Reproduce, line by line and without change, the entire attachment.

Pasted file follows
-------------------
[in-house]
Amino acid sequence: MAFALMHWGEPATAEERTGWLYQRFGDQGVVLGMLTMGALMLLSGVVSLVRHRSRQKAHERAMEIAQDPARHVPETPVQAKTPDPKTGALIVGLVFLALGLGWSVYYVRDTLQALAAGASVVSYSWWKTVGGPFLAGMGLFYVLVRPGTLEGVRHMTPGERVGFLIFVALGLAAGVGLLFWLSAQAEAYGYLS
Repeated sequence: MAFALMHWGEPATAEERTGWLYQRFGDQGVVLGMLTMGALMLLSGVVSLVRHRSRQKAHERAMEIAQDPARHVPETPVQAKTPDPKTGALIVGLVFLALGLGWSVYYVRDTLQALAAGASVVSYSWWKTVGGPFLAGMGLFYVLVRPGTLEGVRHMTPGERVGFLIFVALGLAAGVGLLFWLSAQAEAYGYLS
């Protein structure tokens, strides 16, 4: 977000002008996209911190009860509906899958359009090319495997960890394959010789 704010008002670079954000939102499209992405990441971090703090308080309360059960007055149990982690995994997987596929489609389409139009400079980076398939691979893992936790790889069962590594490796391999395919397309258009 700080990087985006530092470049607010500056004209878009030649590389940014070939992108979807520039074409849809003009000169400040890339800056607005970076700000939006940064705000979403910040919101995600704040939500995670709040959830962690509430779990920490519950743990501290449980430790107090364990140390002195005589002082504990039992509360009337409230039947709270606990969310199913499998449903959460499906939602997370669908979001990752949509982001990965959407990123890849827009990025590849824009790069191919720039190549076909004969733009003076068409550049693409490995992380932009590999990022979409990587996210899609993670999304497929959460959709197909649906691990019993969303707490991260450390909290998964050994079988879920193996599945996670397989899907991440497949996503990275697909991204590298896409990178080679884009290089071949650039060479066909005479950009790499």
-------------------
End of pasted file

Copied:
[in-house]
Amino acid sequence: MAFALMHWGEPATAEERTGWLYQRFGDQGVVLGMLTMGALMLLSGVVSLVRHRSRQKAHERAMEIAQDPARHVPETPVQAKTPDPKTGALIVGLVFLALGLGWSVYYVRDTLQALAAGASVVSYSWWKTVGGPFLAGMGLFYVLVRPGTLEGVRHMTPGERVGFLIFVALGLAAGVGLLFWLSAQAEAYGYLS
Repeated sequence: MAFALMHWGEPATAEERTGWLYQRFGDQGVVLGMLTMGALMLLSGVVSLVRHRSRQKAHERAMEIAQDPARHVPETPVQAKTPDPKTGALIVGLVFLALGLGWSVYYVRDTLQALAAGASVVSYSWWKTVGGPFLAGMGLFYVLVRPGTLEGVRHMTPGERVGFLIFVALGLAAGVGLLFWLSAQAEAYGYLS
């Protein structure tokens, strides 16, 4: 977000002008996209911190009860509906899958359009090319495997960890394959010789 704010008002670079954000939102499209992405990441971090703090308080309360059960007055149990982690995994997987596929489609389409139009400079980076398939691979893992936790790889069962590594490796391999395919397309258009 700080990087985006530092470049607010500056004209878009030649590389940014070939992108979807520039074409849809003009000169400040890339800056607005970076700000939006940064705000979403910040919101995600704040939500995670709040959830962690509430779990920490519950743990501290449980430790107090364990140390002195005589002082504990039992509360009337409230039947709270606990969310199913499998449903959460499906939602997370669908979001990752949509982001990965959407990123890849827009990025590849824009790069191919720039190549076909004969733009003076068409550049693409490995992380932009590999990022979409990587996210899609993670999304497929959460959709197909649906691990019993969303707490991260450390909290998964050994079988879920193996599945996670397989899907991440497949996503990275697909991204590298896409990178080679884009290089071949650039060479066909005479950009790499």